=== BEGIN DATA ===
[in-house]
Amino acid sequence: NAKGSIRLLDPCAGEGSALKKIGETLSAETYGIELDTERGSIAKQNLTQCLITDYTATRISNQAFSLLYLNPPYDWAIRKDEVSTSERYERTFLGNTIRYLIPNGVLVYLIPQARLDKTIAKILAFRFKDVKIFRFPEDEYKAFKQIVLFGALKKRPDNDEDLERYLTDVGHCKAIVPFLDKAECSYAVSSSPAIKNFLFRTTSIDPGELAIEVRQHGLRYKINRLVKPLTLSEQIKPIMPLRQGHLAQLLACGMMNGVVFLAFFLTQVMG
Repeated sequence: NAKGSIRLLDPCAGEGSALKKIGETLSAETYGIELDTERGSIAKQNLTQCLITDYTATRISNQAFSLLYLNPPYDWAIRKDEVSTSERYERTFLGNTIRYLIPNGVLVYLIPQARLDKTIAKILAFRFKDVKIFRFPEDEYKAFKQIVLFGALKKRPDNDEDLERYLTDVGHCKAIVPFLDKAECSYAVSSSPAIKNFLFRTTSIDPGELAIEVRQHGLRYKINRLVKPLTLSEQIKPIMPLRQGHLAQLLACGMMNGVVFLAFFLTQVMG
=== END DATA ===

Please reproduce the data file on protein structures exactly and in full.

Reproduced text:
[in-house]
Amino acid sequence: NAKGSIRLLDPCAGEGSALKKIGETLSAETYGIELDTERGSIAKQNLTQCLITDYTATRISNQAFSLLYLNPPYDWAIRKDEVSTSERYERTFLGNTIRYLIPNGVLVYLIPQARLDKTIAKILAFRFKDVKIFRFPEDEYKAFKQIVLFGALKKRPDNDEDLERYLTDVGHCKAIVPFLDKAECSYAVSSSPAIKNFLFRTTSIDPGELAIEVRQHGLRYKINRLVKPLTLSEQIKPIMPLRQGHLAQLLACGMMNGVVFLAFFLTQVMG
Repeated sequence: NAKGSIRLLDPCAGEGSALKKIGETLSAETYGIELDTERGSIAKQNLTQCLITDYTATRISNQAFSLLYLNPPYDWAIRKDEVSTSERYERTFLGNTIRYLIPNGVLVYLIPQARLDKTIAKILAFRFKDVKIFRFPEDEYKAFKQIVLFGALKKRPDNDEDLERYLTDVGHCKAIVPFLDKAECSYAVSSSPAIKNFLFRTTSIDPGELAIEVRQHGLRYKINRLVKPLTLSEQIKPIMPLRQGHLAQLLACGMMNGVVFLAFFLTQVMG